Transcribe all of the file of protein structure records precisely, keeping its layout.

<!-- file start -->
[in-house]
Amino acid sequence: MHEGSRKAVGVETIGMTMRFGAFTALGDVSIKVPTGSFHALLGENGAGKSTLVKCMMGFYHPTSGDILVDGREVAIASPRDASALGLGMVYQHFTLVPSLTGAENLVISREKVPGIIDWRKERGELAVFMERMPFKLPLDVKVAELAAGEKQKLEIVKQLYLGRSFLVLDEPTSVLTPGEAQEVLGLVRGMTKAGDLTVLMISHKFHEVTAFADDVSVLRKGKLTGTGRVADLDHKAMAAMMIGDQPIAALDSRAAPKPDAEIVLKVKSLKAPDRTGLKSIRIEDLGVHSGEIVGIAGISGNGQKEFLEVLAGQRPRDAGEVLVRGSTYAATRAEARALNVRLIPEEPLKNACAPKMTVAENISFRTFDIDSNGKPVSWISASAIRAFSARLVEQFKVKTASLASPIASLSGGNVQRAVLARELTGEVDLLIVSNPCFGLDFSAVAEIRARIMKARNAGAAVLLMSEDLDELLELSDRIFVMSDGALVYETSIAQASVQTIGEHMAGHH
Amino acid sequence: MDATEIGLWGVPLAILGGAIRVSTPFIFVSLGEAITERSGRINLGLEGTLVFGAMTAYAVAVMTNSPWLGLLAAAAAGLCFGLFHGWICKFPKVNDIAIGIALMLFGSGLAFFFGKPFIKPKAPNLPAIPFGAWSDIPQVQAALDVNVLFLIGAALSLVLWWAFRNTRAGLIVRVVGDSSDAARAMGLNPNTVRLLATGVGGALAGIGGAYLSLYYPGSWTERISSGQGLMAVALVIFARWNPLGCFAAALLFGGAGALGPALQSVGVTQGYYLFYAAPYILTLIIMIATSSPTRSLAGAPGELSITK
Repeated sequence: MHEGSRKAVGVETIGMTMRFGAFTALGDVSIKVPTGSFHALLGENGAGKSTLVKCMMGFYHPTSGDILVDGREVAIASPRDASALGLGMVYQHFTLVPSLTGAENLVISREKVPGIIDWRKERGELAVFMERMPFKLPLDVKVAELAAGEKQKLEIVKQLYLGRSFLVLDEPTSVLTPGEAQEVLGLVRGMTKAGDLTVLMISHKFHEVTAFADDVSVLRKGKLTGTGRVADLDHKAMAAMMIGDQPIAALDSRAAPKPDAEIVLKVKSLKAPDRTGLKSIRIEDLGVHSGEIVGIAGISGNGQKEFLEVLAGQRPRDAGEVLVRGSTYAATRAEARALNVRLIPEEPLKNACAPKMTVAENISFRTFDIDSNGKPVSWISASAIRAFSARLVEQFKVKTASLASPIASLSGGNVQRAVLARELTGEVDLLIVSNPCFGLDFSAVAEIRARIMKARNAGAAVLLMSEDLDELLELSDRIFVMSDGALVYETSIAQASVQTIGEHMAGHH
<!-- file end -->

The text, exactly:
[in-house]
Amino acid sequence: MHEGSRKAVGVETIGMTMRFGAFTALGDVSIKVPTGSFHALLGENGAGKSTLVKCMMGFYHPTSGDILVDGREVAIASPRDASALGLGMVYQHFTLVPSLTGAENLVISREKVPGIIDWRKERGELAVFMERMPFKLPLDVKVAELAAGEKQKLEIVKQLYLGRSFLVLDEPTSVLTPGEAQEVLGLVRGMTKAGDLTVLMISHKFHEVTAFADDVSVLRKGKLTGTGRVADLDHKAMAAMMIGDQPIAALDSRAAPKPDAEIVLKVKSLKAPDRTGLKSIRIEDLGVHSGEIVGIAGISGNGQKEFLEVLAGQRPRDAGEVLVRGSTYAATRAEARALNVRLIPEEPLKNACAPKMTVAENISFRTFDIDSNGKPVSWISASAIRAFSARLVEQFKVKTASLASPIASLSGGNVQRAVLARELTGEVDLLIVSNPCFGLDFSAVAEIRARIMKARNAGAAVLLMSEDLDELLELSDRIFVMSDGALVYETSIAQASVQTIGEHMAGHH
Amino acid sequence: MDATEIGLWGVPLAILGGAIRVSTPFIFVSLGEAITERSGRINLGLEGTLVFGAMTAYAVAVMTNSPWLGLLAAAAAGLCFGLFHGWICKFPKVNDIAIGIALMLFGSGLAFFFGKPFIKPKAPNLPAIPFGAWSDIPQVQAALDVNVLFLIGAALSLVLWWAFRNTRAGLIVRVVGDSSDAARAMGLNPNTVRLLATGVGGALAGIGGAYLSLYYPGSWTERISSGQGLMAVALVIFARWNPLGCFAAALLFGGAGALGPALQSVGVTQGYYLFYAAPYILTLIIMIATSSPTRSLAGAPGELSITK
Repeated sequence: MHEGSRKAVGVETIGMTMRFGAFTALGDVSIKVPTGSFHALLGENGAGKSTLVKCMMGFYHPTSGDILVDGREVAIASPRDASALGLGMVYQHFTLVPSLTGAENLVISREKVPGIIDWRKERGELAVFMERMPFKLPLDVKVAELAAGEKQKLEIVKQLYLGRSFLVLDEPTSVLTPGEAQEVLGLVRGMTKAGDLTVLMISHKFHEVTAFADDVSVLRKGKLTGTGRVADLDHKAMAAMMIGDQPIAALDSRAAPKPDAEIVLKVKSLKAPDRTGLKSIRIEDLGVHSGEIVGIAGISGNGQKEFLEVLAGQRPRDAGEVLVRGSTYAATRAEARALNVRLIPEEPLKNACAPKMTVAENISFRTFDIDSNGKPVSWISASAIRAFSARLVEQFKVKTASLASPIASLSGGNVQRAVLARELTGEVDLLIVSNPCFGLDFSAVAEIRARIMKARNAGAAVLLMSEDLDELLELSDRIFVMSDGALVYETSIAQASVQTIGEHMAGHH